Consumer spending grew at the strongest rate seen in nearly two years in November - fuelled by a record surge in online spending amid shopping bonanzas such as Black Friday.
Spending increased by 3.2% year-on-year in November, marking the biggest growth rate seen since January 2015, Visa's UK Consumer Spending Index found.
Within the figures, online spending grew by 12.5% annually in November - the highest annual growth rate since the index started in 2009.
Kevin Jenkins, UK and Ireland managing director at Visa, said: "The Christmas shopping season got off to a good start for consumers and retailers alike.
"Overall spending growth in November accelerated to a 22-month high as consumers made the most of the promotions around Black Friday and Cyber Monday.
"The shopping season seems to have started earlier this year too, as we saw solid spending growth rates in the weeks leading up to Black Friday.
"As Black Friday shifted further online this year, e-commerce retailers were the clear winners in November.
"Online spending grew 12.5% over the last year, the highest rate of growth since our records began in 2009. In contrast, spend on the high street was down 1.4%."
The index, compiled by IHS Markit, uses spending on Visa cards, which accounts for £1 in every £3 of all UK spending, as a base. The card figures are then adjusted so that the index reflects all consumer spending, not just that on cards.
Looking at different types of spending, recreation and culture saw the strongest annual growth, with a 9.3% year-on-year increase in spending on this sector.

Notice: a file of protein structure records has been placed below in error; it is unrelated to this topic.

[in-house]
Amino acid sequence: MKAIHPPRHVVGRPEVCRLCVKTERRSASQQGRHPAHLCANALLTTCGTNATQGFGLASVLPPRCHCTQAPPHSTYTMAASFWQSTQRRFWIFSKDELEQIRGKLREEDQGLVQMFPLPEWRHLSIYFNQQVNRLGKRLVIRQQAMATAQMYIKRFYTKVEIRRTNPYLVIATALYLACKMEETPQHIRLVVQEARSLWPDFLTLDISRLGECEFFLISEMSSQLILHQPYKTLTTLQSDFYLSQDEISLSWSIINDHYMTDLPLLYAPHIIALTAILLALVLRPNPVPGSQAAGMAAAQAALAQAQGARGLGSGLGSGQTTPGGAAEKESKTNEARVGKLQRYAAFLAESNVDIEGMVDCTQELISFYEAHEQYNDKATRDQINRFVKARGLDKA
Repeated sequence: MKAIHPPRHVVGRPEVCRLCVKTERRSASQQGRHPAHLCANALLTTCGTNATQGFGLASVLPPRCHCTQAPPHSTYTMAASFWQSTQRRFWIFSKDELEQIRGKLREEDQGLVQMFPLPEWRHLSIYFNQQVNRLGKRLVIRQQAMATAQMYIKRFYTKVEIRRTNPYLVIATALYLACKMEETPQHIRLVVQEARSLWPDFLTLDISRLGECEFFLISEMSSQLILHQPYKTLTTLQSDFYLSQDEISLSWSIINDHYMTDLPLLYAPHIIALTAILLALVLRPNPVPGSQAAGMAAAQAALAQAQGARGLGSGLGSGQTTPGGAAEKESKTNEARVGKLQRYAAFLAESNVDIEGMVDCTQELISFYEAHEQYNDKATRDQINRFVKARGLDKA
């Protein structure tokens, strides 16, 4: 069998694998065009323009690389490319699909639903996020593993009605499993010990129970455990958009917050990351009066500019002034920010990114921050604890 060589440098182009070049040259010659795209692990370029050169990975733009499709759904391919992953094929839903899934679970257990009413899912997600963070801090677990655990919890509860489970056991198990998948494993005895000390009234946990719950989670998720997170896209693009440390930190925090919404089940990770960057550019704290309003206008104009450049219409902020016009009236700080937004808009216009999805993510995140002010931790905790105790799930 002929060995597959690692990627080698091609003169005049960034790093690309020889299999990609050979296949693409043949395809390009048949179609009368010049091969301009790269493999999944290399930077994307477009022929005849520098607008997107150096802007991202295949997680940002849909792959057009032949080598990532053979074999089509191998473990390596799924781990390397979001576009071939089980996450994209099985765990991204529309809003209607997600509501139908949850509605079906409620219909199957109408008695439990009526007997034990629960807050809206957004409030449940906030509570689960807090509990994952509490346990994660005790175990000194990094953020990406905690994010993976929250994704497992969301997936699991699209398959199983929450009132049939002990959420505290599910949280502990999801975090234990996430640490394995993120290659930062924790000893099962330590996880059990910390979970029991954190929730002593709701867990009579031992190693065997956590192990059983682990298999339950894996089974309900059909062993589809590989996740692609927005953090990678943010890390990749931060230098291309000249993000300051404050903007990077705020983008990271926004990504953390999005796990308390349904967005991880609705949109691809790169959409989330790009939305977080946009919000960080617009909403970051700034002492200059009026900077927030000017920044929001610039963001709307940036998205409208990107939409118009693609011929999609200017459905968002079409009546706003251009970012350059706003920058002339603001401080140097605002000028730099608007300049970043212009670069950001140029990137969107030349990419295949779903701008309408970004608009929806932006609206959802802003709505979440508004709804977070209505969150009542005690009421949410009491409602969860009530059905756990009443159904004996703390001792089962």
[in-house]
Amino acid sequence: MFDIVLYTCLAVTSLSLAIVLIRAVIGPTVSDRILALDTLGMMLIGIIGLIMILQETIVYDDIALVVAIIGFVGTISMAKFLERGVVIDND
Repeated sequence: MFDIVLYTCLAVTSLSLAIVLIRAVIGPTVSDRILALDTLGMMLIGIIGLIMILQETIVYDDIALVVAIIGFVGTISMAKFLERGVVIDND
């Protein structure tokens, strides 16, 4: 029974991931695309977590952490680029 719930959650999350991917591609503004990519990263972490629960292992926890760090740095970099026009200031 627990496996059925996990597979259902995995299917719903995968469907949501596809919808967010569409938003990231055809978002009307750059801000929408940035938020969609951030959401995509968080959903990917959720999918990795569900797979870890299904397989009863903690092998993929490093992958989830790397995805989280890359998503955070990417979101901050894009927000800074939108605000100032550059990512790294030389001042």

There was also a sharp increase in spending on health and education, which saw a 5.7% annual uplift. Spending on miscellaneous goods and services, which includes jewellery and hairdressing, increased by 4.9% annually, while spending on clothing and footwear increased by 2% year-on-year.
Spending on food, beverages and tobacco increased by 0.7% annually, while spending on household goods saw a 3.7% upswing compared with a year earlier.
Hotels, restaurants and bars recorded a 2.2% annual spending increase, while spending on transport and communication was up by 2.1% over the same period.
Annabel Fiddes, an economist at IHS Markit, said: "Whether this strong performance can be sustained into December and beyond is increasingly unclear.
"Notably, consumer confidence has declined in each of the past two months, while forecasts of rising inflationary pressures and unemployment in the next year are all likely to weigh on expenditure growth going forward."
Concerns have been raised in recent months about the extent to which households are going into debt to fund their spending.
Bank of England figures have shown that consumer credit was increasing at the fastest annual rate seen in 11 years in October.
StepChange Debt Charity previously warned that in the run-up to Christmas, there was "real risk" of more people struggling with high levels of persistent debt.